Lunch with the FT, Roland Fryer

by on January 15, 2016 at 9:56 pm in Current Affairs, Economics, Education, Law | Permalink

Here is one bit:

Do they take a data-driven approach to parenting, I wonder? Fryer confesses to owning a Dropbox folder called “the science of kids”, with data to cite in arguments over sleep training. They also plotted their daughter’s weight on a spreadsheet for a couple of weeks. “But then it was too tiring. There’s nothing like your own child to make you want to throw data out of the window,” he jokes.

He admits he has slowed down from his most workaholic phase but I suspect we’re talking fine margins.

Interesting throughout, I fear it is gated for you, very sad do subscribe.  I link to it anyway as a show of expressive support for both Fryer and the FT and also John McDermott.

1 Andre January 15, 2016 at 10:09 pm

Fryer had guns pulled on him “six or seven” times by cops. “But,” he says, sketching a downward curve from left to right, “there is a disturbing trend of people discussing race in America based only on their own personal experience.” In a voice with a hint of southern drawl, he adds: “I don’t care about my personal experience or anyone else’s — all I want to know is how that experience gets us to data to help us know what is really going on.”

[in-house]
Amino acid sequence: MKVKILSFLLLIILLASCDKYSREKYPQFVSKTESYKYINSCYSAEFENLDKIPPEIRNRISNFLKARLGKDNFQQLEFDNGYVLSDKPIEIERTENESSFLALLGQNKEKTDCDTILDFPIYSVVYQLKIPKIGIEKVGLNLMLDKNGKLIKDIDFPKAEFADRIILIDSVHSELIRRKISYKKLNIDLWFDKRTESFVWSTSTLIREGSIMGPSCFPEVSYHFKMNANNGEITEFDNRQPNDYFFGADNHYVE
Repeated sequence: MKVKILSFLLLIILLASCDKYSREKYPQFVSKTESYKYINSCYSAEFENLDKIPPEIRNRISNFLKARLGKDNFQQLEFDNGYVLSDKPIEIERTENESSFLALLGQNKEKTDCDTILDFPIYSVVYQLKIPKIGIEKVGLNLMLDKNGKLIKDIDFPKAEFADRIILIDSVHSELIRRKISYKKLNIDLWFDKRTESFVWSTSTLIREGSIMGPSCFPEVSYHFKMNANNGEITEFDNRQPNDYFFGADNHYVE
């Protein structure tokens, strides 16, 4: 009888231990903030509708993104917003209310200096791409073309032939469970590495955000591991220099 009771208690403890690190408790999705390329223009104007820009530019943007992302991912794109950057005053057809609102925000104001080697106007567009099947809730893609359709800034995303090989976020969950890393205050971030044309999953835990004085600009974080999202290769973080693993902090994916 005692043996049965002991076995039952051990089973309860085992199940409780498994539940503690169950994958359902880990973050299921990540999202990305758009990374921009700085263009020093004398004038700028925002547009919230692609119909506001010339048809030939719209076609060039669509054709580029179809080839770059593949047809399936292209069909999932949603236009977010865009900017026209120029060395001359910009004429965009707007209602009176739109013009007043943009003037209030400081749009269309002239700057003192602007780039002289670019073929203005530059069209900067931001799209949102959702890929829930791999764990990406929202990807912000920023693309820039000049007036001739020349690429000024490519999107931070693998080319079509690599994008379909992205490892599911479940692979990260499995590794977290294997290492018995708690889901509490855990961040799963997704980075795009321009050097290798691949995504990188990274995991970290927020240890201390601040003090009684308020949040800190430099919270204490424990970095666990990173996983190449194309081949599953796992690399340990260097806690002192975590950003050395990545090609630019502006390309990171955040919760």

An very analytical take. I wonder how many Clark’s Medal winners would be able to make that statement.

2 Ray Lopez January 15, 2016 at 10:20 pm

True enough. Recall Dem. Pres. candidate Dukakis getting flack back in the days because he refused to give an emotional answer when asked what he would do if his wife was raped. I voted for him, only because mom told me to and I cannot disobey a Greek mom. Perhaps he would have made a good president, certainly better than Bush II and arguably just as good as Bush I.

3 elppa January 16, 2016 at 12:47 am

Interesting read. This link seems to give access by answering a couple of questions. Just by googling.

4 elppa January 16, 2016 at 12:47 am
5 ChrisA January 16, 2016 at 2:55 am

“To make a somewhat crude distinction, at the time there were broadly two interpretations for the test-score gap. The first, commonly found on the left, was that it was all down to poverty: African-Americans were more likely to be poor and therefore were less likely to do well in school. The second account, more popular among conservatives, pointed to rates of “family breakdown” among African-Americans.” – Surely there is a third possible explanation that is more popular with “Conservatives”, is it is so controversial that it can’t even be mentioned now?

6 Cliff January 16, 2016 at 11:40 am


7 Gochujang January 16, 2016 at 8:22 am

If you watched the Fryer video, the main new information is that “the steak is good.” And possibly that productive people prefer tea.

8 JackStack January 16, 2016 at 8:34 am